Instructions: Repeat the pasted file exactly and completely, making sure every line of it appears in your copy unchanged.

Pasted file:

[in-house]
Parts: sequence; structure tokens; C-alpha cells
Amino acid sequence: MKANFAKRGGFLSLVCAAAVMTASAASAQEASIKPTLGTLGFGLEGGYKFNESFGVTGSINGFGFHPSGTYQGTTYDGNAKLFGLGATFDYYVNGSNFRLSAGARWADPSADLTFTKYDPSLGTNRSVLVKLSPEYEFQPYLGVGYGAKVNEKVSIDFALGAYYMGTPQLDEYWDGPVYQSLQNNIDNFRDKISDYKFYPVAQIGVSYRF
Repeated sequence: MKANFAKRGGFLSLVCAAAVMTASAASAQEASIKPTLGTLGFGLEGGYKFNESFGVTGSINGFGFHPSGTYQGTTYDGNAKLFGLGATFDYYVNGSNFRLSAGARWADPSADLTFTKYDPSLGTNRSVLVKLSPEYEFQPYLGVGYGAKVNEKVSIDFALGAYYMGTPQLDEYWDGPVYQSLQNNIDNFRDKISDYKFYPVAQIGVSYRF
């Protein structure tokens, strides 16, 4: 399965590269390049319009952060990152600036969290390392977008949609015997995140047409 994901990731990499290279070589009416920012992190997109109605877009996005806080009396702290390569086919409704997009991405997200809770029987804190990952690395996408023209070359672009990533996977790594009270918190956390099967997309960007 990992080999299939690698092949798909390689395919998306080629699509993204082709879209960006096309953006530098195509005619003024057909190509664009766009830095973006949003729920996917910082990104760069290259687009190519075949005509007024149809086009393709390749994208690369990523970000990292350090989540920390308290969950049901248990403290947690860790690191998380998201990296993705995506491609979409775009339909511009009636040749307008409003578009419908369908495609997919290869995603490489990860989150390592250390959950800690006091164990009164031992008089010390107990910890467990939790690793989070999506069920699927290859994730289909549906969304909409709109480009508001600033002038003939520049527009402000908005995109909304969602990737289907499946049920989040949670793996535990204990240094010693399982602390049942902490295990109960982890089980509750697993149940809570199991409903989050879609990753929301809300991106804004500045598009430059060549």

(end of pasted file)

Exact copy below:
[in-house]
Parts: sequence; structure tokens; C-alpha cells
Amino acid sequence: MKANFAKRGGFLSLVCAAAVMTASAASAQEASIKPTLGTLGFGLEGGYKFNESFGVTGSINGFGFHPSGTYQGTTYDGNAKLFGLGATFDYYVNGSNFRLSAGARWADPSADLTFTKYDPSLGTNRSVLVKLSPEYEFQPYLGVGYGAKVNEKVSIDFALGAYYMGTPQLDEYWDGPVYQSLQNNIDNFRDKISDYKFYPVAQIGVSYRF
Repeated sequence: MKANFAKRGGFLSLVCAAAVMTASAASAQEASIKPTLGTLGFGLEGGYKFNESFGVTGSINGFGFHPSGTYQGTTYDGNAKLFGLGATFDYYVNGSNFRLSAGARWADPSADLTFTKYDPSLGTNRSVLVKLSPEYEFQPYLGVGYGAKVNEKVSIDFALGAYYMGTPQLDEYWDGPVYQSLQNNIDNFRDKISDYKFYPVAQIGVSYRF
């Protein structure tokens, strides 16, 4: 399965590269390049319009952060990152600036969290390392977008949609015997995140047409 994901990731990499290279070589009416920012992190997109109605877009996005806080009396702290390569086919409704997009991405997200809770029987804190990952690395996408023209070359672009990533996977790594009270918190956390099967997309960007 990992080999299939690698092949798909390689395919998306080629699509993204082709879209960006096309953006530098195509005619003024057909190509664009766009830095973006949003729920996917910082990104760069290259687009190519075949005509007024149809086009393709390749994208690369990523970000990292350090989540920390308290969950049901248990403290947690860790690191998380998201990296993705995506491609979409775009339909511009009636040749307008409003578009419908369908495609997919290869995603490489990860989150390592250390959950800690006091164990009164031992008089010390107990910890467990939790690793989070999506069920699927290859994730289909549906969304909409709109480009508001600033002038003939520049527009402000908005995109909304969602990737289907499946049920989040949670793996535990204990240094010693399982602390049942902490295990109960982890089980509750697993149940809570199991409903989050879609990753929301809300991106804004500045598009430059060549």